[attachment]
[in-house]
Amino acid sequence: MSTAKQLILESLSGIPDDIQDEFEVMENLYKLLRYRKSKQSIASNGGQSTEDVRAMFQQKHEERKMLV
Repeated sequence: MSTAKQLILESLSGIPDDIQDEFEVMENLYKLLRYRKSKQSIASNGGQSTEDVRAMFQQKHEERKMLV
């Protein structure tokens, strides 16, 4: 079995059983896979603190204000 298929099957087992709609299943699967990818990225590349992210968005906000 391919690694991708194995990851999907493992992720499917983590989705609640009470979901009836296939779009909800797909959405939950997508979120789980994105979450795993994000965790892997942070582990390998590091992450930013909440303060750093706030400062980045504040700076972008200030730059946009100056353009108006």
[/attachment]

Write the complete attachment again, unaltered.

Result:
[in-house]
Amino acid sequence: MSTAKQLILESLSGIPDDIQDEFEVMENLYKLLRYRKSKQSIASNGGQSTEDVRAMFQQKHEERKMLV
Repeated sequence: MSTAKQLILESLSGIPDDIQDEFEVMENLYKLLRYRKSKQSIASNGGQSTEDVRAMFQQKHEERKMLV
């Protein structure tokens, strides 16, 4: 079995059983896979603190204000 298929099957087992709609299943699967990818990225590349992210968005906000 391919690694991708194995990851999907493992992720499917983590989705609640009470979901009836296939779009909800797909959405939950997508979120789980994105979450795993994000965790892997942070582990390998590091992450930013909440303060750093706030400062980045504040700076972008200030730059946009100056353009108006």